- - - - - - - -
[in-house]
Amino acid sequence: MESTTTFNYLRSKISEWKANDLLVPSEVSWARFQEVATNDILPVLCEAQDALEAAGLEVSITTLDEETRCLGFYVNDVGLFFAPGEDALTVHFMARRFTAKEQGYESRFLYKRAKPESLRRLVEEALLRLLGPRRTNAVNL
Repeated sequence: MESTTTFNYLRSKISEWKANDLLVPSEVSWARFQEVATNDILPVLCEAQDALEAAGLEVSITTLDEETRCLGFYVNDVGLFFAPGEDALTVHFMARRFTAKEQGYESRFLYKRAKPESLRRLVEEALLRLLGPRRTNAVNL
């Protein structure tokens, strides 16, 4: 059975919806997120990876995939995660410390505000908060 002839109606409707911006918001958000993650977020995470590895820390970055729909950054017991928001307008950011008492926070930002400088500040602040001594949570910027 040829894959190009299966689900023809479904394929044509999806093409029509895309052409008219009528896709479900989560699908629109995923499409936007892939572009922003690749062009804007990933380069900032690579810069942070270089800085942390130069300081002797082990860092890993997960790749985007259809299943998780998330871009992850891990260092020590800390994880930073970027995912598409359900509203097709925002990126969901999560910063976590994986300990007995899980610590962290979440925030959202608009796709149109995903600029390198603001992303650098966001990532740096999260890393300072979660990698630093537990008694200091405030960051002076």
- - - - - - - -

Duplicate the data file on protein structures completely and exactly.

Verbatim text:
[in-house]
Amino acid sequence: MESTTTFNYLRSKISEWKANDLLVPSEVSWARFQEVATNDILPVLCEAQDALEAAGLEVSITTLDEETRCLGFYVNDVGLFFAPGEDALTVHFMARRFTAKEQGYESRFLYKRAKPESLRRLVEEALLRLLGPRRTNAVNL
Repeated sequence: MESTTTFNYLRSKISEWKANDLLVPSEVSWARFQEVATNDILPVLCEAQDALEAAGLEVSITTLDEETRCLGFYVNDVGLFFAPGEDALTVHFMARRFTAKEQGYESRFLYKRAKPESLRRLVEEALLRLLGPRRTNAVNL
């Protein structure tokens, strides 16, 4: 059975919806997120990876995939995660410390505000908060 002839109606409707911006918001958000993650977020995470590895820390970055729909950054017991928001307008950011008492926070930002400088500040602040001594949570910027 040829894959190009299966689900023809479904394929044509999806093409029509895309052409008219009528896709479900989560699908629109995923499409936007892939572009922003690749062009804007990933380069900032690579810069942070270089800085942390130069300081002797082990860092890993997960790749985007259809299943998780998330871009992850891990260092020590800390994880930073970027995912598409359900509203097709925002990126969901999560910063976590994986300990007995899980610590962290979440925030959202608009796709149109995903600029390198603001992303650098966001990532740096999260890393300072979660990698630093537990008694200091405030960051002076």